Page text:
News & Politics

Business Hall of Fame: John Darvish

Driven to build an automotive empire.

Illustration by Forrest Greene.

John Darvish still carries his first paycheck—for $2.94. He earned it in 1962, working as a summer salesman at a Hyattsville car dealership—commission for selling a used pickup truck.

Darvish was a premed student with plans to return to what was then Elon College in North Carolina, and he wasn’t thrilled with his first earnings. But by the end of the summer, he was hooked on the auto business.

When he called his father in Tehran to tell him about his changed career plan, the elder Darvish exhorted him to “go out there and not just be a used-car salesman but a Henry Ford,” says Darvish’s daughter Tammy.

Darvish bought his first dealership, Glenmont Chrysler-Plymouth, in 1977. He created Darcars, now one of the largest dealership chains in the country, with 32 franchises in the Washington area, 2,000 employees, and $900 million in annual revenue.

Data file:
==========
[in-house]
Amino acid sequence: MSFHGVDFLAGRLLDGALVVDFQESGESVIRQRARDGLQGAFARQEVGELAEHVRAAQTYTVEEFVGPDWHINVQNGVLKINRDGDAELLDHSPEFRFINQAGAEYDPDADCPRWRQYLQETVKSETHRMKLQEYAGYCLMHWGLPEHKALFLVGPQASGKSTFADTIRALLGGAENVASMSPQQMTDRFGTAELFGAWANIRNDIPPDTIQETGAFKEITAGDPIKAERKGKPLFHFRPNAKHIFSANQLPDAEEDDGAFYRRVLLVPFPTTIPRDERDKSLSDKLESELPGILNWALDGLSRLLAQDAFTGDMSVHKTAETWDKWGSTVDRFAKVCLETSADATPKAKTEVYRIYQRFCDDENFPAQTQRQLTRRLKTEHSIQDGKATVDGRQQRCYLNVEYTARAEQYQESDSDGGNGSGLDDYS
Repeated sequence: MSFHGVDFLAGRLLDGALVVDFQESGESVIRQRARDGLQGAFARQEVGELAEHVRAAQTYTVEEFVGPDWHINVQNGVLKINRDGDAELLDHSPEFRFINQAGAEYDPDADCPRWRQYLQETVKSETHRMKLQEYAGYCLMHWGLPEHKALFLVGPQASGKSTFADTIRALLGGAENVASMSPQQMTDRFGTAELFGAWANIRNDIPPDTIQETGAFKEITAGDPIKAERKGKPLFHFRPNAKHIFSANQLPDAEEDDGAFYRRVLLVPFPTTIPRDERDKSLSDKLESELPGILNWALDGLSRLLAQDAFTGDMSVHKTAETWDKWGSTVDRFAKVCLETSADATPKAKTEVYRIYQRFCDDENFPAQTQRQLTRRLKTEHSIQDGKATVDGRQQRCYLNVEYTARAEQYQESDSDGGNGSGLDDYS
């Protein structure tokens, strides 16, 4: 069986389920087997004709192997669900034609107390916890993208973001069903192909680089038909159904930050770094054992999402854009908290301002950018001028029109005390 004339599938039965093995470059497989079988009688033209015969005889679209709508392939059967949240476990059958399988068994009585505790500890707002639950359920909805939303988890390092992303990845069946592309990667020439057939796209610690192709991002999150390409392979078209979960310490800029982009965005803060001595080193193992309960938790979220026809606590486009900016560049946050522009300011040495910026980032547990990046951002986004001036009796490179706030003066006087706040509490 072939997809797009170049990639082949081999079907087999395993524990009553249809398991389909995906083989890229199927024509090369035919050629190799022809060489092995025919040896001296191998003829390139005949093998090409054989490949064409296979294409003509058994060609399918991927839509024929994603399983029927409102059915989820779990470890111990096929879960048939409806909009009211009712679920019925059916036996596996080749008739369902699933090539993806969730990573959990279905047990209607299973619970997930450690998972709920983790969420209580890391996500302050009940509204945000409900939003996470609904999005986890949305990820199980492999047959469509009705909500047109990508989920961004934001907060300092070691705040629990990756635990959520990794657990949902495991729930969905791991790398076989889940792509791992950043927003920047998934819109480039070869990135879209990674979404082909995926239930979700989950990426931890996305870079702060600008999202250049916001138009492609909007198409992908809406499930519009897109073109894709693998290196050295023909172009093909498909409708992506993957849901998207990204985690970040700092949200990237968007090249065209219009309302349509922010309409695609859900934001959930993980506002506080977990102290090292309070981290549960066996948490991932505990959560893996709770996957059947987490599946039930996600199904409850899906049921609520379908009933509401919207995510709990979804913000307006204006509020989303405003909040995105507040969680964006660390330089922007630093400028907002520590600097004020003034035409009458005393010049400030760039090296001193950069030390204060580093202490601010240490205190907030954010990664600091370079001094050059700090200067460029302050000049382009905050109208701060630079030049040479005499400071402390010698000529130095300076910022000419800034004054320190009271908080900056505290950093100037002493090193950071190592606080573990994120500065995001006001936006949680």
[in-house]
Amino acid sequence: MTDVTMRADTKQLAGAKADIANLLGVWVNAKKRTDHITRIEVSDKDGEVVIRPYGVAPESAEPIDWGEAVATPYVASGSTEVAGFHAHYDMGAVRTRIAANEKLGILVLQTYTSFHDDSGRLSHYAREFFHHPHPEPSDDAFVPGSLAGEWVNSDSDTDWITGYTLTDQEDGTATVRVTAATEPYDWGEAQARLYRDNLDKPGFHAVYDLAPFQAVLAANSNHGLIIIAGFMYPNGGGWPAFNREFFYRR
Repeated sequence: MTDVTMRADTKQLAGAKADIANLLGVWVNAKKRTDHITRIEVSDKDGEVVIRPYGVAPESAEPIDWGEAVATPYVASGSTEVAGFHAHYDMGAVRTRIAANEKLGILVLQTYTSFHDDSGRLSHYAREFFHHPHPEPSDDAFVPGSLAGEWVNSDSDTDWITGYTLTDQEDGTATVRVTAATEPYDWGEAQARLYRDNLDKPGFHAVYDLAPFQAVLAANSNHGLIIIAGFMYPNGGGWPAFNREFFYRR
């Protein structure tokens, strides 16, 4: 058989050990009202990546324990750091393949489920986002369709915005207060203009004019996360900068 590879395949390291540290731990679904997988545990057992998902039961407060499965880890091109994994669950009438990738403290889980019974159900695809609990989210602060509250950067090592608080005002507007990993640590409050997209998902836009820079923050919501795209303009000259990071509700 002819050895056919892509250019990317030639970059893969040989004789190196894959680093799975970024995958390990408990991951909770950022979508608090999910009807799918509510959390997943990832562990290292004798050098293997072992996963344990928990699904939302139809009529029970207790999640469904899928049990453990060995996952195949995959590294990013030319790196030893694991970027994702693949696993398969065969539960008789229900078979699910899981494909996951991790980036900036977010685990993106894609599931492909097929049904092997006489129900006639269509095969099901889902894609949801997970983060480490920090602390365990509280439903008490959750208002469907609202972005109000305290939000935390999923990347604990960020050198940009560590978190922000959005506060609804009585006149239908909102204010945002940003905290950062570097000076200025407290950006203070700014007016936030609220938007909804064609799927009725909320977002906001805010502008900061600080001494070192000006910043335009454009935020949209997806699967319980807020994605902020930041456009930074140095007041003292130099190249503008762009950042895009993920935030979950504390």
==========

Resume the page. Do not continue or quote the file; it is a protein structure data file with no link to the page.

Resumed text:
Darcars prides itself on retaining good people. Some longtime employees were trained by Darvish, moved up through the ranks, and now “make as much money as the Vice President of the United States,” he says. Some customers have been with Darvish for so long that today their tags alone cost more than their first cars did.

Darvish has been honored for his commitment to the community, including support of more than 30 local charities, hospitals, universities, and service groups.

Tammy Darvish and two of her brothers have taken over many day-to-day responsibilities of running the company. But their father still shows up at Darcars Toyota in Silver Spring, where his door is always open to both employees and customers.

“We’re in this business because I love cars, I love people, and I can serve people as well as I could have being a doctor,” he says. “Maybe more so.”

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